I met a man one time and I said, “Do you want to serve the Lord?” He said, “Oh yes, I want to serve the Lord.” I said, “How do you want to serve Him?” He said, “As an advisor.”
And we become angry because God does not become angry with the people that we are angry at, and God does not exercise His justice that we think He should exercise toward people that we believe a just God should. And so we become angry with God because we know that in back of these circumstances lies God, and therefore we consider our own point of view and our own little narrow place in this planet the most important things by which everything else is to be judged, including God.
There are two or three very important applications of this passage. The first is simply this: Unless we are broken we will never be touched. I need to say this slowly and I am going to say it twice because if you’re in the writing mode you need to write this down. Unless we are broken we will never be touched by what breaks the heart of God. Let me say it again. Unless we are broken we will never be touched by what breaks the heart of God. We will not be touched by the 120,000 children in Chicago, and there are a lot more children than that, and their needs. We’ll not be able to look beyond our own little world with our own little comforts and our own little entertainment centers, and our own little vacation. We will always be narrowed in, and unless we are broken we will never be able to weep or be touched by that which breaks God’s heart. And God is compassionate and merciful and full of pity and we won’t be, because self is on the throne of our lives and all that we care about is ourselves. We look out for number one.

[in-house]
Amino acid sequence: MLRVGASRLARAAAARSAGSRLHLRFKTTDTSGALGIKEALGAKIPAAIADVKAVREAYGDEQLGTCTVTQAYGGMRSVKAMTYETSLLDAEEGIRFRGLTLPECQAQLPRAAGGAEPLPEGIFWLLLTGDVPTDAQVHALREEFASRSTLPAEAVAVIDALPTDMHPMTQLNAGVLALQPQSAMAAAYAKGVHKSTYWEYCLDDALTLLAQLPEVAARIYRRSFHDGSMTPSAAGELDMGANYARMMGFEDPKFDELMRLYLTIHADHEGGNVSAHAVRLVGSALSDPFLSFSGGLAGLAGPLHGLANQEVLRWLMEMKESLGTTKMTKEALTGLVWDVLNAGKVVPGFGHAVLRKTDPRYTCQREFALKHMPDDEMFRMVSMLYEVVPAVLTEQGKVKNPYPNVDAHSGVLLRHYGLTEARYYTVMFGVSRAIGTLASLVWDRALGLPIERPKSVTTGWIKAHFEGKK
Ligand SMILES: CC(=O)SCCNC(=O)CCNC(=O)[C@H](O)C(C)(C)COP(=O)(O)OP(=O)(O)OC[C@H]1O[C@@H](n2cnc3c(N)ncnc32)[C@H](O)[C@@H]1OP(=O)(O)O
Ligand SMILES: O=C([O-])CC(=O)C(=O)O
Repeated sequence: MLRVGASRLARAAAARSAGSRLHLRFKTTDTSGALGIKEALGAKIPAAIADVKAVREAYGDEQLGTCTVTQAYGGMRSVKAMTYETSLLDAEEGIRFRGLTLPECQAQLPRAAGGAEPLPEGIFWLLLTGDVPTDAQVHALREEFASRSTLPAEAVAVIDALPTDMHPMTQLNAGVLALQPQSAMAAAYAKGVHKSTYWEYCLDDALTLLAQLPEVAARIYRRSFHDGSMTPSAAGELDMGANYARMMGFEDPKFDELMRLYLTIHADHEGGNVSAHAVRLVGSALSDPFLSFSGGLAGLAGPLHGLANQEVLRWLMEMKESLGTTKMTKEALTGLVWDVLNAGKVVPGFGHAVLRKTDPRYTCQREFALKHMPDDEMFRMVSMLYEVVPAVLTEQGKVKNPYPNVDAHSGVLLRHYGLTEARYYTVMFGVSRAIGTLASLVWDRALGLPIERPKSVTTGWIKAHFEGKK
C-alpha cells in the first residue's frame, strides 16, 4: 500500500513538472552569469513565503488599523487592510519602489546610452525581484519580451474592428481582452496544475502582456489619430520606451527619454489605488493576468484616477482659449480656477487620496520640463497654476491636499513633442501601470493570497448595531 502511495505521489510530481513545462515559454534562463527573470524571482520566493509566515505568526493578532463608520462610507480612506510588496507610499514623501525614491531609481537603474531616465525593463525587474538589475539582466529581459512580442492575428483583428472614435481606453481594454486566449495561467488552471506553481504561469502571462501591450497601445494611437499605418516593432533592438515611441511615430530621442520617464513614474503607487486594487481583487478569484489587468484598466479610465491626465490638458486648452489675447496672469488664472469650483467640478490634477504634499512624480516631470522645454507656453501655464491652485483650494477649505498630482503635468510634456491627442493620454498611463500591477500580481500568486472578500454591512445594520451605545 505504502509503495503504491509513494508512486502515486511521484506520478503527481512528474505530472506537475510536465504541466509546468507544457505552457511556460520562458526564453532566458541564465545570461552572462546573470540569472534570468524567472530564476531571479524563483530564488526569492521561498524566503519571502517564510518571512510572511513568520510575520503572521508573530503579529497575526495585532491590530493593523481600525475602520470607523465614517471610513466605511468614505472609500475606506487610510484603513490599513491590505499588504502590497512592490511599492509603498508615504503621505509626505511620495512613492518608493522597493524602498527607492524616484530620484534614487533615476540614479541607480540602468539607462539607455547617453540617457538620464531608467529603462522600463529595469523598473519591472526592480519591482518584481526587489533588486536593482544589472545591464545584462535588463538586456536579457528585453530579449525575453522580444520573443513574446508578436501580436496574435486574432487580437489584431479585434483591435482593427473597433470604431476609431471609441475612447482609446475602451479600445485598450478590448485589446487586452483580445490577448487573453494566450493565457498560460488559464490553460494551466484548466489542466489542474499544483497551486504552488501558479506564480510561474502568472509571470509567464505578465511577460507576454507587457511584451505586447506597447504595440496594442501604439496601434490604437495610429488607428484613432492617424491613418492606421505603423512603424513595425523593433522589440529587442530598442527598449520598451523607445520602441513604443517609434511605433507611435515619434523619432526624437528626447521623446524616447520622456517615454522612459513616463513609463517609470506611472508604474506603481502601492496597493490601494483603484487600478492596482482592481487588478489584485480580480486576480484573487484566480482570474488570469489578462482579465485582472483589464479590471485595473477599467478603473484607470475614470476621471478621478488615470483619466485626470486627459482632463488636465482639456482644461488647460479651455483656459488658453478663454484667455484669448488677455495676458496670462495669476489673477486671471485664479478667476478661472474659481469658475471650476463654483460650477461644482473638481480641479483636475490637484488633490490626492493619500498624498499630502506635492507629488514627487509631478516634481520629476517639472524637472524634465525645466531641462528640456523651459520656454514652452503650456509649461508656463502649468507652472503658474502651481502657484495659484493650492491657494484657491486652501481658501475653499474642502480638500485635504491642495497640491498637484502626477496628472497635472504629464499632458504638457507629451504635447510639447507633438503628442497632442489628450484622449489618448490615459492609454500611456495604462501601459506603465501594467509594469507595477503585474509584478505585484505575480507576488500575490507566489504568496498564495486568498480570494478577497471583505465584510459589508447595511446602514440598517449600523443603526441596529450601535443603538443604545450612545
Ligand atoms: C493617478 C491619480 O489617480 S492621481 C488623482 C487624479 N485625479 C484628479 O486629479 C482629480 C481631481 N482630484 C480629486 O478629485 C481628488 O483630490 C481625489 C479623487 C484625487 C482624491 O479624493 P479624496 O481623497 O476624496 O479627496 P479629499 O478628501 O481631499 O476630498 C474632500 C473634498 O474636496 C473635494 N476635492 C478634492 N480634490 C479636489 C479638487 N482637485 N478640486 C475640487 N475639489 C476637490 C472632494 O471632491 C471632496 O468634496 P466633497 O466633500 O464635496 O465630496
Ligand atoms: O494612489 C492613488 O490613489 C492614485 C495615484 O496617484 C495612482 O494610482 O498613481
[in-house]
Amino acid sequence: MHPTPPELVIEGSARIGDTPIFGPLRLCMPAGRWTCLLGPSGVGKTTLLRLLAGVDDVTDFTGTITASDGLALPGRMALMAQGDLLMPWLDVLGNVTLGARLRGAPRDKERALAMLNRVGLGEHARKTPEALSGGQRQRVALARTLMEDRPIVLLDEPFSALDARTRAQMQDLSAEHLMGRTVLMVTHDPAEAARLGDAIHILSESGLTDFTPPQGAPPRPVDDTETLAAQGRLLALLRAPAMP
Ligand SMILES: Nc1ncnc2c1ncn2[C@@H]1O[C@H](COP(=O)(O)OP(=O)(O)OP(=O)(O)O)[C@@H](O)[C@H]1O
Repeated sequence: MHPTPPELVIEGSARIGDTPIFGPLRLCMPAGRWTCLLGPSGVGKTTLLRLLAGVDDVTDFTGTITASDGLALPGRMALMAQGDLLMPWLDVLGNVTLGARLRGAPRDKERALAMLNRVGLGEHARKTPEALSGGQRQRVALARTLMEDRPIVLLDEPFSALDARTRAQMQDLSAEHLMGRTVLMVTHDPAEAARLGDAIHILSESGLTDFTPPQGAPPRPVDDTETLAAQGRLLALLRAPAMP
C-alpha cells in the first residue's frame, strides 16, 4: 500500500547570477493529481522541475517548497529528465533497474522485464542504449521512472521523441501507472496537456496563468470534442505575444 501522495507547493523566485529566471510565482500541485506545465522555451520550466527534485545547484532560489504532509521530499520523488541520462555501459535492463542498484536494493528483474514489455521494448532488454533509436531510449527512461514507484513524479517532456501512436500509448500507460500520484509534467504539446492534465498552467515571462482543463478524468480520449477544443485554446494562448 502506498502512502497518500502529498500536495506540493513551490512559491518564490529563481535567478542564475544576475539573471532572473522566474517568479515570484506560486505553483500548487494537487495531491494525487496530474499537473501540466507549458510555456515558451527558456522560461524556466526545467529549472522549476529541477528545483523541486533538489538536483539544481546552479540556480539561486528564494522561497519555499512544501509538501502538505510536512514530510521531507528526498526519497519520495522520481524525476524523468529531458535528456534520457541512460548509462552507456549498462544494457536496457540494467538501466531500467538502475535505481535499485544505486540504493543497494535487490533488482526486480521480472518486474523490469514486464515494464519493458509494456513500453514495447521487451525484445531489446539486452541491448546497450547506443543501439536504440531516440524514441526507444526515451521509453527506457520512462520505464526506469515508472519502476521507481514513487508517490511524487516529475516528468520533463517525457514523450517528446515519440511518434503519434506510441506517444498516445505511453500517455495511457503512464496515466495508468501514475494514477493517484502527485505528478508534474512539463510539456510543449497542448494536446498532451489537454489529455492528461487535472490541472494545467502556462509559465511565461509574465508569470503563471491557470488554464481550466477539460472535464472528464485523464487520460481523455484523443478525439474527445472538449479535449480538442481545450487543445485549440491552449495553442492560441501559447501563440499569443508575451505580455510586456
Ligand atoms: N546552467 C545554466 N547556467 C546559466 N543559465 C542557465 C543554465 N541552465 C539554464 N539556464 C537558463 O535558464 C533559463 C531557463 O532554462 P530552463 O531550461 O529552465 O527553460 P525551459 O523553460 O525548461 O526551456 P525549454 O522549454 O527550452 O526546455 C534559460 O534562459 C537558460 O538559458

We have so many people in our churches today, and we are all guilty of this. You know I am preaching this message to myself too. I hope you understand that. I always preach to myself first, but we have so many people in our churches today that say they love God, but they have absolutely no concern about those who are precious to God. Talk is cheap, and so unless we are broken we will never extend ourselves. You say, “Well, I am concerned about the children in this city, but I don’t know what to do about it.” Well, one thing you could do is to check the bulletin. We need workers in our children’s ministries right here at this church. God is raising up a marvelous ministry over at Cabrini Green that you’ve heard about. And we need people of compassion and people who care. We need people of sacrifice, people who have been able to see beyond their own little precious circle of comfort. So that’s the first lesson.